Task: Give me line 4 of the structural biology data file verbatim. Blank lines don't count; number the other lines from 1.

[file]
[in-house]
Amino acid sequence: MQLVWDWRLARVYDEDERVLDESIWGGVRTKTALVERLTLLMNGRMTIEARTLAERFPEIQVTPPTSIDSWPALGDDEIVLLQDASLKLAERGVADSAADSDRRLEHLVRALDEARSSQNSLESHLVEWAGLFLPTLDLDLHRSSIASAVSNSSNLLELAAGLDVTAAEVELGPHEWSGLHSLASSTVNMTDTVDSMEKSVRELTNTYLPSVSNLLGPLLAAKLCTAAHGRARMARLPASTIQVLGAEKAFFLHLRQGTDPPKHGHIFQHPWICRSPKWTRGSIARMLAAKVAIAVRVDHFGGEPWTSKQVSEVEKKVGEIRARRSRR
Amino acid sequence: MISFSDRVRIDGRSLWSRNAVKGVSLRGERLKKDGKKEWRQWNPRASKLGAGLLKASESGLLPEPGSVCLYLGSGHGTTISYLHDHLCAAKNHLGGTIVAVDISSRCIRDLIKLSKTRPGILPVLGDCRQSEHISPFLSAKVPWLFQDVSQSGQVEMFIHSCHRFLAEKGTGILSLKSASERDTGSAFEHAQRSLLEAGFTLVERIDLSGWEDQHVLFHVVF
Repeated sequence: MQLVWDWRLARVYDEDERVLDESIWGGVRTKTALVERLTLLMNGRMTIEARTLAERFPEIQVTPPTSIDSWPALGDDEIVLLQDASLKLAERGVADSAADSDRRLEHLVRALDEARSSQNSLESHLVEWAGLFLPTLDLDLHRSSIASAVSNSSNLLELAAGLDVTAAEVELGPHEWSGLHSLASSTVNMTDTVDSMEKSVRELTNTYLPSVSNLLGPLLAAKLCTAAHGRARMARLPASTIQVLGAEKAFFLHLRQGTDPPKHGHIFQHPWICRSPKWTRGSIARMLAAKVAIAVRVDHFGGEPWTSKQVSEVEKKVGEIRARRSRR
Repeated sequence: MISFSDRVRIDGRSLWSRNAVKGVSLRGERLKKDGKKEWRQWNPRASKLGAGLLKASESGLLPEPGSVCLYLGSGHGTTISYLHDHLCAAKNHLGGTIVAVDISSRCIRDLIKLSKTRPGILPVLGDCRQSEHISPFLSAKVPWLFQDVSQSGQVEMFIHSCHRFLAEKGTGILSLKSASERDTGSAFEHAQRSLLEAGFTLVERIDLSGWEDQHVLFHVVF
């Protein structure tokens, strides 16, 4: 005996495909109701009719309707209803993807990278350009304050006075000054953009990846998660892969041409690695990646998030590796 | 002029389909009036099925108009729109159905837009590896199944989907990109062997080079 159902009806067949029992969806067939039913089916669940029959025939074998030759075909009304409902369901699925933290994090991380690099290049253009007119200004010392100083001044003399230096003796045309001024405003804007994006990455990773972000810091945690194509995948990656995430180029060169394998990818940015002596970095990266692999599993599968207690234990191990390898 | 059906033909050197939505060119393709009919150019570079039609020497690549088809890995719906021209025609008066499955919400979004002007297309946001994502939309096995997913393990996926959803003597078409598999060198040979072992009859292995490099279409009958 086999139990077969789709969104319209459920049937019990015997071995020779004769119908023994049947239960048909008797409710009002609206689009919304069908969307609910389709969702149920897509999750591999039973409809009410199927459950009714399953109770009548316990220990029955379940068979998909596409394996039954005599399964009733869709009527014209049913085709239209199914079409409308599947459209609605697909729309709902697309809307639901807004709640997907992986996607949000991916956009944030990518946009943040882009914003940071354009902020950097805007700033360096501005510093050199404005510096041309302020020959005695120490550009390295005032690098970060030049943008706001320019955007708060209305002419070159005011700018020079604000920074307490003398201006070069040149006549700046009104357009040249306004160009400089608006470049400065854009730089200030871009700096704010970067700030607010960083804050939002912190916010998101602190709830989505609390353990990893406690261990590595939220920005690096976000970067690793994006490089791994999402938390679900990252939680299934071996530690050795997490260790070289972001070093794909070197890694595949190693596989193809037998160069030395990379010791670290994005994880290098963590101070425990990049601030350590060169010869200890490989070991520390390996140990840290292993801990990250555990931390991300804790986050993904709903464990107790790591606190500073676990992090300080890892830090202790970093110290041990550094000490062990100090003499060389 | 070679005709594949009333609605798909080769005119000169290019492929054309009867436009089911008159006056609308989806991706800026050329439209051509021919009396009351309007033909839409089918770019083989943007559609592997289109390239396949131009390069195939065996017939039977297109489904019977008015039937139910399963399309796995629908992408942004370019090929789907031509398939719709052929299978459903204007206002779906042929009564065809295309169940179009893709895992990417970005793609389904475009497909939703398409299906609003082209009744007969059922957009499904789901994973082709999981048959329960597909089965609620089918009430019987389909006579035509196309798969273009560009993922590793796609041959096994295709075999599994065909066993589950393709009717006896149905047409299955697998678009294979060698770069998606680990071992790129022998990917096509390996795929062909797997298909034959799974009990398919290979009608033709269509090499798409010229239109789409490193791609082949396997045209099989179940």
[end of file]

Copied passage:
Repeated sequence: MQLVWDWRLARVYDEDERVLDESIWGGVRTKTALVERLTLLMNGRMTIEARTLAERFPEIQVTPPTSIDSWPALGDDEIVLLQDASLKLAERGVADSAADSDRRLEHLVRALDEARSSQNSLESHLVEWAGLFLPTLDLDLHRSSIASAVSNSSNLLELAAGLDVTAAEVELGPHEWSGLHSLASSTVNMTDTVDSMEKSVRELTNTYLPSVSNLLGPLLAAKLCTAAHGRARMARLPASTIQVLGAEKAFFLHLRQGTDPPKHGHIFQHPWICRSPKWTRGSIARMLAAKVAIAVRVDHFGGEPWTSKQVSEVEKKVGEIRARRSRR